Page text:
However, at another level I found this clip to be like the fake pair of Beat by Dre one of my students bought on a mission trip, or the pair of Foakleys I bought in Chicago once in middle school. In an e-mail exchange with Julia, I remarked that I felt like I had read this before, Oh The Places You’ll Go by Dr. Seuss. Just like Dr. Seuss’ work, the emphasis in this piece is YOU, and in many ways it plays like the gospel of self-esteem we’re surrounded with on a daily basis. Everything about this clip played out about who you are and what you can do, and makes the declaration that “there is a man inside you who is waiting to burst forth to change the world, and your responsibility is to set that man free.”

In one vein, this deserves a hearty yes. But at the same time, I can’t help but ask the question “Where is Christ in this?

Ephesians 1:3-14 is a run-on sentence to make any English teacher cry. But in that passage, Paul does what Anima also does, call out who we are. The difference is, in Ephesians everything about identity is tied to the person & work of Christ. The crux for Paul is our union with Christ. That’s all throughout Ephesians 2, where Paul lays out our identity before and after Christ, focusing on Jesus as the center of our being. It’s not about who we are. It’s not about what we can do. It’s all about who Jesus is, what Jesus did, and what Jesus does in us and through us. Only in Jesus are we freed from the chains and restraints of sin, foolishness, and the Curse to fully pursue the life and purpose God has for us.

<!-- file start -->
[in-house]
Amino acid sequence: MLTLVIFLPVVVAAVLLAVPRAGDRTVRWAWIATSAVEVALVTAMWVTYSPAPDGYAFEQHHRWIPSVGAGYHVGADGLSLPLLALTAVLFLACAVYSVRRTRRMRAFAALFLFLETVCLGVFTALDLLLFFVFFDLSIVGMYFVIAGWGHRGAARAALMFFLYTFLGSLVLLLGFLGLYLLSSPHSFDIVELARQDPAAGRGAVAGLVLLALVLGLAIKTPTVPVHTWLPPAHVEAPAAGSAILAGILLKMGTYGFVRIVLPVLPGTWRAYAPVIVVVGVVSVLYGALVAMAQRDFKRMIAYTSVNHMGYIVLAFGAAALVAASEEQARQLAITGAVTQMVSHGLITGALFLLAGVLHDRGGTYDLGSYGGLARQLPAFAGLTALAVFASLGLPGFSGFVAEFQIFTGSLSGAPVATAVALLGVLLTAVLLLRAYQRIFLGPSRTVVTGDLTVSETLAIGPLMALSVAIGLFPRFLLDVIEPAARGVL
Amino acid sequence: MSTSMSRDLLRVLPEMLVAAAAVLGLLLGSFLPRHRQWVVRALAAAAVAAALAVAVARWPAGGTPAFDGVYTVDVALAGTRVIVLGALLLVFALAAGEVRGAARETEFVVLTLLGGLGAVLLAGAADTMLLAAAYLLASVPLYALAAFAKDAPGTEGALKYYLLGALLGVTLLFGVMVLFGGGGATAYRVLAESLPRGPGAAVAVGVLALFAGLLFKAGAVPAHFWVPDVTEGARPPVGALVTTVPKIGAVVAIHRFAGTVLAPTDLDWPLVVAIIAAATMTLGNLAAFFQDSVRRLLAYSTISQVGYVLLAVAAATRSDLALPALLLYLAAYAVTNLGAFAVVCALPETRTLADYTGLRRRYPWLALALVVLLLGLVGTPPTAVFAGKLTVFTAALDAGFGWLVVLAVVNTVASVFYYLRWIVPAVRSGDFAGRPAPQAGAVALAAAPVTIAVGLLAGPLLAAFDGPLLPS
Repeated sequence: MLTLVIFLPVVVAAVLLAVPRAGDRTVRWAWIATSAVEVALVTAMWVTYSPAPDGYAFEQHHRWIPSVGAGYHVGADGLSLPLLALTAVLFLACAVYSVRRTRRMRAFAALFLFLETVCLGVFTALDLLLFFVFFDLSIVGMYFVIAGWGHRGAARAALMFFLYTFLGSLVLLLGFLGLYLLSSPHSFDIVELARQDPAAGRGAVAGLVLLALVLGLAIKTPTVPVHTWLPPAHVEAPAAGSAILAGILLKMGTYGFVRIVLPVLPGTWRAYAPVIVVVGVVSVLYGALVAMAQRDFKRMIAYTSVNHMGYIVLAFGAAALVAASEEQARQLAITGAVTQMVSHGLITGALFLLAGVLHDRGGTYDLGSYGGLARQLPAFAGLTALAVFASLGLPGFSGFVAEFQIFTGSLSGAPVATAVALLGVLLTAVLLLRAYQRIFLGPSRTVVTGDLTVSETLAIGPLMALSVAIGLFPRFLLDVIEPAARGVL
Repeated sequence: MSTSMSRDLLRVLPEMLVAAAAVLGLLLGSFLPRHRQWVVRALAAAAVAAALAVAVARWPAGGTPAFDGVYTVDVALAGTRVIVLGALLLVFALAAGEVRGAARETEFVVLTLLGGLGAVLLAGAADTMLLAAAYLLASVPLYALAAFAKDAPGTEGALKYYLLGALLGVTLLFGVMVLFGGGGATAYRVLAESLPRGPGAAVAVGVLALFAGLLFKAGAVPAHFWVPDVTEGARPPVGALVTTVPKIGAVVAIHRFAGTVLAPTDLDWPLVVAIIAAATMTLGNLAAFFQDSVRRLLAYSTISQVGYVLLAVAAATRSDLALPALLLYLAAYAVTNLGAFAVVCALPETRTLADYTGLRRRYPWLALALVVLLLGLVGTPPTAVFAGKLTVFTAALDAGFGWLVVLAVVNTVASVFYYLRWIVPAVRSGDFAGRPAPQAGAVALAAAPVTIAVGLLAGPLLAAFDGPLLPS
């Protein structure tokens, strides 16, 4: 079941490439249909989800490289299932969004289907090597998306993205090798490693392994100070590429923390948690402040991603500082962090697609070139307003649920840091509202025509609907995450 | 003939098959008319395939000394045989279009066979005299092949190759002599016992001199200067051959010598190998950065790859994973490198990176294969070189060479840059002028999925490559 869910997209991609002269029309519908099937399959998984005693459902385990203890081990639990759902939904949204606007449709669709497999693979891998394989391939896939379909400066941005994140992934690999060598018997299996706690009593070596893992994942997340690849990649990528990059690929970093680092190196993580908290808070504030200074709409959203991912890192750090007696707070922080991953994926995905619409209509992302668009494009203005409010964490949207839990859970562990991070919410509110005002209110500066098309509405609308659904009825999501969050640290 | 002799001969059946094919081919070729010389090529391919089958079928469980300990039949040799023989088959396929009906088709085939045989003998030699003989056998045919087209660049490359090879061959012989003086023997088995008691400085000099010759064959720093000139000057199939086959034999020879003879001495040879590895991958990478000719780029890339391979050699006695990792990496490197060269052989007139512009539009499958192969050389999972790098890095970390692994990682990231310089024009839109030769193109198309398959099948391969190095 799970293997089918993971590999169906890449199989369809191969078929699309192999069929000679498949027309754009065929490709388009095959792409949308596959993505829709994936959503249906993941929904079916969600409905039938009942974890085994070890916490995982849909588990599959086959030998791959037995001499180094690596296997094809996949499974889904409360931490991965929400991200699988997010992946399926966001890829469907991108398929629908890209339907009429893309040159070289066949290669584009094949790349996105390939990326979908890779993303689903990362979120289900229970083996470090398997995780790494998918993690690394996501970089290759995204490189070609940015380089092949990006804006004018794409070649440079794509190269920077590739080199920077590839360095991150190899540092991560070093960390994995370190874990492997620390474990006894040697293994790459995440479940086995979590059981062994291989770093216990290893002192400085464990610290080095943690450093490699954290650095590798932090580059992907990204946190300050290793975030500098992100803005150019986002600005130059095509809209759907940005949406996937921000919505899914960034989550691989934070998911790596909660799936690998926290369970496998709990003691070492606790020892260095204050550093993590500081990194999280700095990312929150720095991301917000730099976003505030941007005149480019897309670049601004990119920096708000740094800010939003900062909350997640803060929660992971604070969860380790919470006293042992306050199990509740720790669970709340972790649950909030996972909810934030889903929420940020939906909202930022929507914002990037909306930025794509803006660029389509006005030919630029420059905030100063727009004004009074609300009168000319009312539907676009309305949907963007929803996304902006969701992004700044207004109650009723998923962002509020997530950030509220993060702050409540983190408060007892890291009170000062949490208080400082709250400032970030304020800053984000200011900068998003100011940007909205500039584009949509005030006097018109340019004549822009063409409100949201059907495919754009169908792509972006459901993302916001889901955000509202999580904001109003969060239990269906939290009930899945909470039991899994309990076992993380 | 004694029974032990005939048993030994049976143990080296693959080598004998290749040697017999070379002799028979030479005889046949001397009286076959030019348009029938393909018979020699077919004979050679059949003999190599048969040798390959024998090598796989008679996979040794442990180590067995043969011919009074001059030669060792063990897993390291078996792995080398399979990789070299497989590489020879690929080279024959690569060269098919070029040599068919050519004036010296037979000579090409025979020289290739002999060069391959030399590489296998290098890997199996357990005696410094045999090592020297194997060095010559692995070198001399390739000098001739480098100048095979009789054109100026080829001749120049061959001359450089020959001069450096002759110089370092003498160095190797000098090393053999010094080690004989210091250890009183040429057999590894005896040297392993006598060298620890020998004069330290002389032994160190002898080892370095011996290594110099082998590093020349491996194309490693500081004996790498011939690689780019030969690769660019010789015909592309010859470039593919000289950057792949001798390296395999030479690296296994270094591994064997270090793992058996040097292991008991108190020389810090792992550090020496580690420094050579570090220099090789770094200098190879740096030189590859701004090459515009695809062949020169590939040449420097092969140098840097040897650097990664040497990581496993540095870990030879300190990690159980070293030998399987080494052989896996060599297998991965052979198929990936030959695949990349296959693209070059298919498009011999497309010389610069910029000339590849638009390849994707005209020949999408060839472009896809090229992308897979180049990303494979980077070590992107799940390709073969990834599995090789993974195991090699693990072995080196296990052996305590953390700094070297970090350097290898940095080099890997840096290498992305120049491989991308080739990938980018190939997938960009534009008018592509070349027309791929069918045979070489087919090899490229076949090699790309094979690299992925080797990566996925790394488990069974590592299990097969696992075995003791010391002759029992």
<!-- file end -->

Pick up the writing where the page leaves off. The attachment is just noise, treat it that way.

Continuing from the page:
On our own, we aren’t the men that God has designed us to be. We fall into apathy, laziness, indecisiveness, inertia, followership, and at the worst we fall into machismo, lustful pursuits, viewing women as objects, and avoiding our responsibility as a father. Only as our hearts are transformed by the redeeming power of the Gospel are we really able to release the “man inside us” that can change the world. Anything else is going to be the same as building a ladder to the moon, a noble effort but doomed to fail.